Wednesday, March 2, 2011

Hosteleria Floripes

Update: The kids have their own perspective on their visit on their blog.

When I was in my 20s I once read a new-agey book called The Celestine Prophecy. Your 20s is a good time to read new-agey stuff, because even though it got ridiculous in the end, my mind was still open enough at that time to consider the ideas posited in the book -- namely that coincidences are only apparently so; it's actually the universe trying to tell you something if you'd just pay enough attention to listen. Wait. Shhh. Did you hear that?

When we were in Canoa on our date night Di and I met a young Canadian spending two years traveling from home to and through South America. And when our friends went on their date night, they met five young Coloradans traveling through South America. We each, of course, invited our Encounters to stay with us in Cuenca.

The fifth bedroom
And they each showed up within a day of each other. Our Canadian friends happened to already have a houseful of other guests (never a cold couch in Cuenca), so we took over their guests as well. And now we begin to appreciate having a too-big house. Glendon, the Canadian, got here the day before the others so scored the only bed space we can make available. But the Coloradans are equipped to camp, so the only additional space required was the yard and the other half of Glendon's bed after the tarantula crawled across the rug once intended as a bed mat.

Tell 'em what they've won, Vanna.
This is really our first close encounter with backpackers that I can remember since our honeymoon on the islands of Thailand in 2002. We were disheartened there to see all the kids drinking and partying late, waking late, then hunching back into the bar/restaurants to watch movies all day until time for afternoon cocktails. We hoped this was just a bacchanalian anomaly on the backpacker trail  -- can't say we didn't have one or two of those in our younger travels -- but it was sad to see paradise in the periphery of these kids' TV tunnel vision.

The spread
Basil/cilantro mojitos!
We were really happy to see our visitors meeting people, cooking their own exotic foods, learning new crafts and skills, exercising, and being respectful and gracious guests. Diana's parents told her long ago, when she was about to depart on her first traveling adventure, "Be a good ambassador." That has stuck with her, and I agree, too, that it is a good check to be sure you're acting like a guest in another country, rather than a paying customer.

As Diana welcomed them in with a pasta dinner, they returned the favor the next night with an imposing spread of steak, cous cous, salad, bread, baked zucchini dreamboat (if it's not called that, it should be) and cookies, cookies, COOKIES! And they got up early next morning to be sure the kids had some homemade banana bread french toast before school. We've begun to think we should invite more backpackers in off of But we're not ready to risk having gotten the cream of the backpacker crop on this round and being disappointed by the follow-up acts.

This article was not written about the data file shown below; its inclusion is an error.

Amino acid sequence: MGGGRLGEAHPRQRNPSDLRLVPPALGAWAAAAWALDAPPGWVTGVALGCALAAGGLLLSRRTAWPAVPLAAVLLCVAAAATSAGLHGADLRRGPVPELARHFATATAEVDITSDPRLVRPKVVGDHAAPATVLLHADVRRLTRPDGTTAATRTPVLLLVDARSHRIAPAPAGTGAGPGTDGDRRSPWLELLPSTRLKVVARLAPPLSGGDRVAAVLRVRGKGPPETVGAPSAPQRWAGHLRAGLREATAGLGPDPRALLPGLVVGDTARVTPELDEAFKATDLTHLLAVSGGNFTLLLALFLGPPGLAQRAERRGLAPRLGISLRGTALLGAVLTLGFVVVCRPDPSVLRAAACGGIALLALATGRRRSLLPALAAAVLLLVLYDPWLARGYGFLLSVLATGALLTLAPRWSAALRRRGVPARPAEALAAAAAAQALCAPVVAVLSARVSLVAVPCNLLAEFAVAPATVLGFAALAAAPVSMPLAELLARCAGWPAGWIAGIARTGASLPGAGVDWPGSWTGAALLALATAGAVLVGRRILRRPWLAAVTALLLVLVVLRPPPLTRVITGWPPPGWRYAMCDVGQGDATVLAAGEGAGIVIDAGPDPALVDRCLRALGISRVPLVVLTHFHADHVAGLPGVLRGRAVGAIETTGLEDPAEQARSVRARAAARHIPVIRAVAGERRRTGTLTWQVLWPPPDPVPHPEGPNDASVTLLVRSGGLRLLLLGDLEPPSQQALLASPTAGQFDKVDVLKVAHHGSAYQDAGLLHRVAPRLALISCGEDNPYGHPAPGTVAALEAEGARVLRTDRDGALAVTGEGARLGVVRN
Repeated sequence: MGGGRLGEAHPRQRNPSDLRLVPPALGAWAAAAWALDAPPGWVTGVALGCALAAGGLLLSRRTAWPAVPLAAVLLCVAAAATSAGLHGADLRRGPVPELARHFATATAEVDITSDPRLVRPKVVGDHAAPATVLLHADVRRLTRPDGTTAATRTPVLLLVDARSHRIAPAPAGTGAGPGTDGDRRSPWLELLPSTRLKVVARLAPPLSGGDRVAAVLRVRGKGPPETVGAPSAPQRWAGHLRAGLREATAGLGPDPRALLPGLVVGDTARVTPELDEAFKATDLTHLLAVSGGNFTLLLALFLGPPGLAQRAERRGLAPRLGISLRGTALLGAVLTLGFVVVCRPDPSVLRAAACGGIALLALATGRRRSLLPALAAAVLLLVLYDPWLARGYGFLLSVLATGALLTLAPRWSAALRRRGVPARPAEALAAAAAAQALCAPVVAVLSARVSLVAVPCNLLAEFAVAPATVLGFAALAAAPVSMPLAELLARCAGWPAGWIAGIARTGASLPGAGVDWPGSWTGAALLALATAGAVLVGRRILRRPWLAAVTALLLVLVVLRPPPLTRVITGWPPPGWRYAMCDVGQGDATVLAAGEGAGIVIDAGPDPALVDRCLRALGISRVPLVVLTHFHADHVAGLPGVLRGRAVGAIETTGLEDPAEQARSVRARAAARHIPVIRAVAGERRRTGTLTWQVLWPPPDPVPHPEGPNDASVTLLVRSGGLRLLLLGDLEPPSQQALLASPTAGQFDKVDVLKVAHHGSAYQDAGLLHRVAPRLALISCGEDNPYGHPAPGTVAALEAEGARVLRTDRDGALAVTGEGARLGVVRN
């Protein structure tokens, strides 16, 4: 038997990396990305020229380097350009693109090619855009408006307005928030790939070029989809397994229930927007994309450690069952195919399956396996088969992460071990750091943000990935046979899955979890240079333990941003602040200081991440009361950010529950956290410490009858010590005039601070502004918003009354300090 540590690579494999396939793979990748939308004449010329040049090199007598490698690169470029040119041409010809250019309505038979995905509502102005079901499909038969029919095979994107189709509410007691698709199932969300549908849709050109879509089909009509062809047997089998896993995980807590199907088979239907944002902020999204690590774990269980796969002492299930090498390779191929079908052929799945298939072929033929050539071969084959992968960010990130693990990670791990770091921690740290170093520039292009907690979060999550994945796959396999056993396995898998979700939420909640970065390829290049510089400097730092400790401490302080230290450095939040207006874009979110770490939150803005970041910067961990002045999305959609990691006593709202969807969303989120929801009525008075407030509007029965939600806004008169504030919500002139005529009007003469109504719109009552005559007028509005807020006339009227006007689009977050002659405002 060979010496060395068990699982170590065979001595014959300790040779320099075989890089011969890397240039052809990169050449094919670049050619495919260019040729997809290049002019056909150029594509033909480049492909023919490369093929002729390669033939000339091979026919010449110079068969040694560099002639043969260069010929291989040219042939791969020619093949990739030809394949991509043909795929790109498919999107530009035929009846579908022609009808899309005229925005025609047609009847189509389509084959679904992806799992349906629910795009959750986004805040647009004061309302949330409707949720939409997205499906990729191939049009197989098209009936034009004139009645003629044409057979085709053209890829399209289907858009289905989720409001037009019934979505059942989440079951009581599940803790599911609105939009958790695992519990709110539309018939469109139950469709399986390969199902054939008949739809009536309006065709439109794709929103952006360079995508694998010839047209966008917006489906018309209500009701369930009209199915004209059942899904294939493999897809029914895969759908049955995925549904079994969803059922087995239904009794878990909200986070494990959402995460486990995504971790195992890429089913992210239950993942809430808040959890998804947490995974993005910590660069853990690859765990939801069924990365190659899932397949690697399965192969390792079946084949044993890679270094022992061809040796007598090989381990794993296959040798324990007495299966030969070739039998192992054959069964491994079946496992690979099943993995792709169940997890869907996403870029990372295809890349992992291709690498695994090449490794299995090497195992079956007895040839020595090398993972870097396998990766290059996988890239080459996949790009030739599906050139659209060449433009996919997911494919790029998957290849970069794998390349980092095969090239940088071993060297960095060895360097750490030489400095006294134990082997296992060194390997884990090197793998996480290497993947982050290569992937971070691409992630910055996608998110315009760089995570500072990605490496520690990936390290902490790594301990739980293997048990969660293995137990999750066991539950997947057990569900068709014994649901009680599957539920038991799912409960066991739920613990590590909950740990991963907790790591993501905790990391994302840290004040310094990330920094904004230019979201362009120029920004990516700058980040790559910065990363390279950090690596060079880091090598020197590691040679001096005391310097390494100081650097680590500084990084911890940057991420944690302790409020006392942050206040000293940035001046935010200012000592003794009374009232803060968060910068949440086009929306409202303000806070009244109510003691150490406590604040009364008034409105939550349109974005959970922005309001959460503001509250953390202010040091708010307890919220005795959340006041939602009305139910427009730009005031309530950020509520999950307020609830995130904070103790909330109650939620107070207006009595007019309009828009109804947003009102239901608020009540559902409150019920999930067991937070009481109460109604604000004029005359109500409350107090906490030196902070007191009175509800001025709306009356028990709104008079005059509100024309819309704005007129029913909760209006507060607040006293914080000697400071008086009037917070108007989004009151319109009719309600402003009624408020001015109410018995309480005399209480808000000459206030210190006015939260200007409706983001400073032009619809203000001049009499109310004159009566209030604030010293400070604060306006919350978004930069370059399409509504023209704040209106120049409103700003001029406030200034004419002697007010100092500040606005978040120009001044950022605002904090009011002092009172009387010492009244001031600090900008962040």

...and Cookies Cookies Cookies Cookies!
In talking with them all we couldn't help get the sense that we talking to some future community leaders, entrepreneurs, and innovators. It takes a peculiar sense of adventure and awe about the world around you to commit to the travel these guys have, but there's more to them than even that. As Glendon said the day he pulled out on his motorcycle, "I'm anxious to get down to my volunteer assignment in Peru. I'm starting to ask myself what I'm doing all this for, what's the purpose?"

Yah hear that Mama? Purpose. They grow up so quick. Sniff.
Learning backpacker solitaire
Future mayor of Winter Park, Colorado


  1. What a great experience. Now I know why Diana didn't make it to the cooking class! We too have been thinking about the couch surfing idea. or Peace Corps folks... we are still thinking on it.

  2. I agree with you. You have given to us with such a large collection of information. Great work you have done by sharing them to all..

  3. Thank you for hosting my niece Jessica and her traveling companions! We are very grateful for kind people like yourselves and reading your post made me very proud of her and her choice of friends. We pray for their safety everyday and this was very reassuring! If you ever make it to the Florida Keys, please know there is a family here that opens their doors to you as well!


    Kim Bouchard

  4. As the proud mother of "vanna" I just want to thank you for opening your home to them. Jessica could not stop talking about your gracious hospitality and fascinating family. Thankyou for being a part of her coiencidence. If you are ever in the blue ridge mountains of the carolinas I would be honored to have you as my guests !